Stowa’s Sustainability: The Democratization Of Repair
Stowa is the sort of brand that has been around for a while but remains conservatively low-key. “Conservative” may be the keyword, as the description applies to the brand’s design, execution, pricing, and marketing (or lack thereof). Stowa is a German company that makes watches, full stop. For those chasing the hype high, Stowa may forever remain off the radar. But the brand is radical in its own low-key way. Stowa has committed to full transparency and post-sale access to parts and repair, perhaps a first in the industry. Where many other companies are going digital with exclusive NFTs, Stowa digitally marches in the opposite direction towards “open source”. Stowa, in a sense, is embodying the pure, original nature of what many hoped the internet and technological revolution would be — democratic.
I’m not at Watches & Wonders with the rest of the gang this week. Neither is Stowa. That suits me fine. While I do occasionally fall victim to the seductive allure of a new watch release, my heart is with the understated, tried-and-true, quiet champions of the industry. Stowa is one such champion, taking a backseat to the limelight, quietly continuing to produce good watches at great prices. The brand’s watches across its entire catalog are simple and refined affairs, though there is ample room for customization. That customization is a telling window into how Stowa thinks a watch should be. Because where some watch companies might stop at engraving a case back for a customer, Stowa goes as far as to custom engrave gears on its watches’ movements. As far as Stowa is concerned, no part of a watch is sacred. Rather, the entire watch belongs fully to the customer.
Stowa’s unique commitment to sustainability and the customer
Stowa describes its DNA as being comprised of “openness, transparency, and authenticity”. These are noble aspirations for any entity and not the typical content of a mission statement for a watch company. I typically expect catchy word-vomit depicting some ephemeral quality of eternity, progress, and heritage from most watch manufacturers. Stowa’s approach is refreshingly sober. But “openness, transparency, and authenticity” carries its own aloofness if left to just lip service. Thankfully, it seems to be genuine in Stowa’s case.
Caught in the same environmental existential crisis the rest of us are in, Stowa sought to make its mechanical watches — already sustainable by nature — even more so. Stowa’s efforts, combined with its self-appointed DNA, resulted in a novel approach to service and post-sale maintenance. In an effort to reduce unnecessary costs and expending of energy and resources, Stowa has ensured that all the components that comprise its watches can either be easily attained locally (wherever local is to the watch owner) or mailed individually by Stowa. There is a substantial difference in the money and resources required in sending a watch to and from its manufacturer for repair versus receiving the few necessary components in a small envelope for local repair. By electing to trust and assist local watchmakers in repairing its watches, Stowa has passed savings on to its customers and reduced its carbon footprint.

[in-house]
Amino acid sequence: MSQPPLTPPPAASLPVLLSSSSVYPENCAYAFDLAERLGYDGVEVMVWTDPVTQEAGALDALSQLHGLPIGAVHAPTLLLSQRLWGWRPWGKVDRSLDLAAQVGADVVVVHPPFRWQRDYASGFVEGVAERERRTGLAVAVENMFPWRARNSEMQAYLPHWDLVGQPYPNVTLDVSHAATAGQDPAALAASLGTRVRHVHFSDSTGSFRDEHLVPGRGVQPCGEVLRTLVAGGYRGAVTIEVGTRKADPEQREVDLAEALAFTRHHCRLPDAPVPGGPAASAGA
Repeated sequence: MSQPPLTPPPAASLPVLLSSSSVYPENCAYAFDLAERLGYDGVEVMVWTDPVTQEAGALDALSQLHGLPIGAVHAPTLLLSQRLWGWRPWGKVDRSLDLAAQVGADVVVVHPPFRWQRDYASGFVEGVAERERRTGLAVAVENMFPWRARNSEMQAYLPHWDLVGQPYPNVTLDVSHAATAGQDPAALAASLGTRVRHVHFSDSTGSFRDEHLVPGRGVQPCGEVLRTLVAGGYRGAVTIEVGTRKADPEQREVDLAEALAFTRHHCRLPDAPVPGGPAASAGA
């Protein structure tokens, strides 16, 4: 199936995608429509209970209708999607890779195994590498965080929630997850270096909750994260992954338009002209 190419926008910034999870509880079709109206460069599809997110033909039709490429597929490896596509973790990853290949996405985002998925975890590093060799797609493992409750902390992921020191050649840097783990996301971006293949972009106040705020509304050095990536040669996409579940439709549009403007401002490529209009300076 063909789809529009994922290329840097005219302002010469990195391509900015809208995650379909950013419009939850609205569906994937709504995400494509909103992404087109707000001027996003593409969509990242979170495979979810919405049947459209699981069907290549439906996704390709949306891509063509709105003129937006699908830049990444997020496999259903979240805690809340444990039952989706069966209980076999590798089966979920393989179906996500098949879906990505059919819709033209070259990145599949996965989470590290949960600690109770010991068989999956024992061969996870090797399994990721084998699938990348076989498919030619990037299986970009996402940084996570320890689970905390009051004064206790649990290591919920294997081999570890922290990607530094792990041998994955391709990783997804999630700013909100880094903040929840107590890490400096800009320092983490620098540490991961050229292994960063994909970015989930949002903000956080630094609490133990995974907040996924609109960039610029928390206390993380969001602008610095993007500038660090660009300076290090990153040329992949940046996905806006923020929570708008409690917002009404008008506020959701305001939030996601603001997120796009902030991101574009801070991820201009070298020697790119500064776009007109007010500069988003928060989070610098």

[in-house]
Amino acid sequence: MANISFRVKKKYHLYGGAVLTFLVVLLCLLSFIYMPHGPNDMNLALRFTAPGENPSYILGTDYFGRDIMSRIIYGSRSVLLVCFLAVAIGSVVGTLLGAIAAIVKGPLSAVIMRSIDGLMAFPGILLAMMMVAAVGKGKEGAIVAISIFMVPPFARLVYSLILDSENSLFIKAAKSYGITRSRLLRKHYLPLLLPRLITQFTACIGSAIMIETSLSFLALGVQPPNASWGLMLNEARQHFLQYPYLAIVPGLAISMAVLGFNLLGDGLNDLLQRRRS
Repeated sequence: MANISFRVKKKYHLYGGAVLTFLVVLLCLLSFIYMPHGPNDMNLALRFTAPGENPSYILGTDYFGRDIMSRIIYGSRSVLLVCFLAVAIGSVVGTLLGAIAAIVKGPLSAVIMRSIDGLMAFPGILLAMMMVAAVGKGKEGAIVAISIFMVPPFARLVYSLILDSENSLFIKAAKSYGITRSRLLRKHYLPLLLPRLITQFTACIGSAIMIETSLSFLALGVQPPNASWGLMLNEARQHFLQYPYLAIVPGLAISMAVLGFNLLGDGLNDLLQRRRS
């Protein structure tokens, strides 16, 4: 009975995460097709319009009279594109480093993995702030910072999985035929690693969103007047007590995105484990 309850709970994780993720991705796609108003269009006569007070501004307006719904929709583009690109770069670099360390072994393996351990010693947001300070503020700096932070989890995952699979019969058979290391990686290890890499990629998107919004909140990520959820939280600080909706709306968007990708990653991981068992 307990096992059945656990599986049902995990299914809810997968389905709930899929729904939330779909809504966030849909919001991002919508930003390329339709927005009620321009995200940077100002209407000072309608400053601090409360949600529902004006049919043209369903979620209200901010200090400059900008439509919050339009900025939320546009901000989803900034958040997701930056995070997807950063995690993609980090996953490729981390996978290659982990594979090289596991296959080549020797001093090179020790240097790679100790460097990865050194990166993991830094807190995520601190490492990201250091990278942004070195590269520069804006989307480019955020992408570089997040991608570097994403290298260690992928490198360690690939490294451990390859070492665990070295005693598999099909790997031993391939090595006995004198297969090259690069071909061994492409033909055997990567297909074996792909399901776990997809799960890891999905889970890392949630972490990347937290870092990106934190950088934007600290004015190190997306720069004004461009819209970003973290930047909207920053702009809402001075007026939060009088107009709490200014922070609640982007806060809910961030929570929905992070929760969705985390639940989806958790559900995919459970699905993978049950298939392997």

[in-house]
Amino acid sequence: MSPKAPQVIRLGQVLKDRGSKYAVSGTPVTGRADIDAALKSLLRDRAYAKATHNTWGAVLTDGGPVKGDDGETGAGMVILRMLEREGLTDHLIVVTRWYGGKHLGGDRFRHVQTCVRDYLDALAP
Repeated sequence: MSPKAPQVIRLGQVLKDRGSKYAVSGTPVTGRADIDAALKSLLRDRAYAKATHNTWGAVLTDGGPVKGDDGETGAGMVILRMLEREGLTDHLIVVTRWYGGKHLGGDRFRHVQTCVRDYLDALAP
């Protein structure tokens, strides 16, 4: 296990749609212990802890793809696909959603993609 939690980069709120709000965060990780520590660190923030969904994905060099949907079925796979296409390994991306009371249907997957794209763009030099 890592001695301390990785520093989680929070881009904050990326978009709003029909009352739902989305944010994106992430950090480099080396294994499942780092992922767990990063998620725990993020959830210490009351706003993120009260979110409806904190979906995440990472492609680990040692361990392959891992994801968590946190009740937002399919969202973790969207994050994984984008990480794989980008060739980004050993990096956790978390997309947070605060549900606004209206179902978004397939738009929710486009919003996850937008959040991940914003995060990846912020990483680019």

Buying a watch or a relationship?
I think most watch companies are happy enough to sell you a watch, then just as happy to charge you to send it back for periodic servicing at a premium. On one hand, it’s a necessary process — many watch manufacturers employ proprietary parts and processes that only they can provide. On the other hand, there is an element of opaqueness and control at play that directly benefits the manufacturers. Who’s to say what a fair price is for proprietary parts and services? We must either accept their terms and recognize the nature of the relationship we’re entering into when we purchase their watches, or not play the game and risk sub-par maintenance with local watchmakers.
Stowa uses standard, off-the-shelf movements in its watches. This allows the brand (and its customers) complete flexibility in after-sales service. Stowa certainly isn’t making money by providing individual components via mail order, at least not the margins in-house servicing would generate. And that’s a service that Stowa offers as well, as any reputable watch company should. But the brand makes it clear that its movements aren’t special, and neither is the process of servicing them. To me, that makes Stowa special.
Plain, radical transparency
The other arm of Stowa’s commitment to sustainability (and democracy) is in its approach to information — it’s free. Stowa’s instruction manual for maintaining and repairing its watches is available to the public. Stowa has taken two watches from its catalog, the Antea 390 Dynadot and Verus, and provided case-part schematics with measurements so that, in theory, these components could be fabricated anywhere by anyone. This is the antithesis of the fiercely-guarded, copyrighted information we’ve become so accustomed to with the companies that make the products we use. There are lawyers dedicated solely to copyright infringement, and now Stowa is saying, “Here, you try making it.” In an information-based economy, making information free is a radical move.